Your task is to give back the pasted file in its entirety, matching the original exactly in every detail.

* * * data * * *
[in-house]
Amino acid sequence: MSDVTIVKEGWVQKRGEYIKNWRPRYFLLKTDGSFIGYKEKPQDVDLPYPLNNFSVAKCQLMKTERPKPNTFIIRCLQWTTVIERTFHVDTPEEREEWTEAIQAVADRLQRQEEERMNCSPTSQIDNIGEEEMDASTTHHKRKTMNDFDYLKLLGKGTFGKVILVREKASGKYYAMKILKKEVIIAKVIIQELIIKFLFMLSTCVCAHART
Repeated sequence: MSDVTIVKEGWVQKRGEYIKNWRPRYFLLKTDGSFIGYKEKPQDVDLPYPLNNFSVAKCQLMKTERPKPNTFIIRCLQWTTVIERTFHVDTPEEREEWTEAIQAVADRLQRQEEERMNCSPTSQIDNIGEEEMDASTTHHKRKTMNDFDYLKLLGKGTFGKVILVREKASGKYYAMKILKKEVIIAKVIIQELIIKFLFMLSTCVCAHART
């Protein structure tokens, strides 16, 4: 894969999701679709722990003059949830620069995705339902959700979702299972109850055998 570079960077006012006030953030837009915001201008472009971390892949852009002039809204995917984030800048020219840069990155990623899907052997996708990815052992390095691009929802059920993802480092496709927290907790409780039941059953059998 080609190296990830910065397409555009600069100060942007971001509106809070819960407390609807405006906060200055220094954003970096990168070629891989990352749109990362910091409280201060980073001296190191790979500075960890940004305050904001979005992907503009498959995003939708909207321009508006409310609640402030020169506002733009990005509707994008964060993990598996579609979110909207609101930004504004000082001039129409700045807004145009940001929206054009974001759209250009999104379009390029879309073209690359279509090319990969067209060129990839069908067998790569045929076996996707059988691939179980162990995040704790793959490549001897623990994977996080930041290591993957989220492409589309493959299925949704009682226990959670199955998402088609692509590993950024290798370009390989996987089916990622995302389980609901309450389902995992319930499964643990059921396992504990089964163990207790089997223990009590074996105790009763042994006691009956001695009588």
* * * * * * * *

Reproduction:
[in-house]
Amino acid sequence: MSDVTIVKEGWVQKRGEYIKNWRPRYFLLKTDGSFIGYKEKPQDVDLPYPLNNFSVAKCQLMKTERPKPNTFIIRCLQWTTVIERTFHVDTPEEREEWTEAIQAVADRLQRQEEERMNCSPTSQIDNIGEEEMDASTTHHKRKTMNDFDYLKLLGKGTFGKVILVREKASGKYYAMKILKKEVIIAKVIIQELIIKFLFMLSTCVCAHART
Repeated sequence: MSDVTIVKEGWVQKRGEYIKNWRPRYFLLKTDGSFIGYKEKPQDVDLPYPLNNFSVAKCQLMKTERPKPNTFIIRCLQWTTVIERTFHVDTPEEREEWTEAIQAVADRLQRQEEERMNCSPTSQIDNIGEEEMDASTTHHKRKTMNDFDYLKLLGKGTFGKVILVREKASGKYYAMKILKKEVIIAKVIIQELIIKFLFMLSTCVCAHART
């Protein structure tokens, strides 16, 4: 894969999701679709722990003059949830620069995705339902959700979702299972109850055998 570079960077006012006030953030837009915001201008472009971390892949852009002039809204995917984030800048020219840069990155990623899907052997996708990815052992390095691009929802059920993802480092496709927290907790409780039941059953059998 080609190296990830910065397409555009600069100060942007971001509106809070819960407390609807405006906060200055220094954003970096990168070629891989990352749109990362910091409280201060980073001296190191790979500075960890940004305050904001979005992907503009498959995003939708909207321009508006409310609640402030020169506002733009990005509707994008964060993990598996579609979110909207609101930004504004000082001039129409700045807004145009940001929206054009974001759209250009999104379009390029879309073209690359279509090319990969067209060129990839069908067998790569045929076996996707059988691939179980162990995040704790793959490549001897623990994977996080930041290591993957989220492409589309493959299925949704009682226990959670199955998402088609692509590993950024290798370009390989996987089916990622995302389980609901309450389902995992319930499964643990059921396992504990089964163990207790089997223990009590074996105790009763042994006691009956001695009588």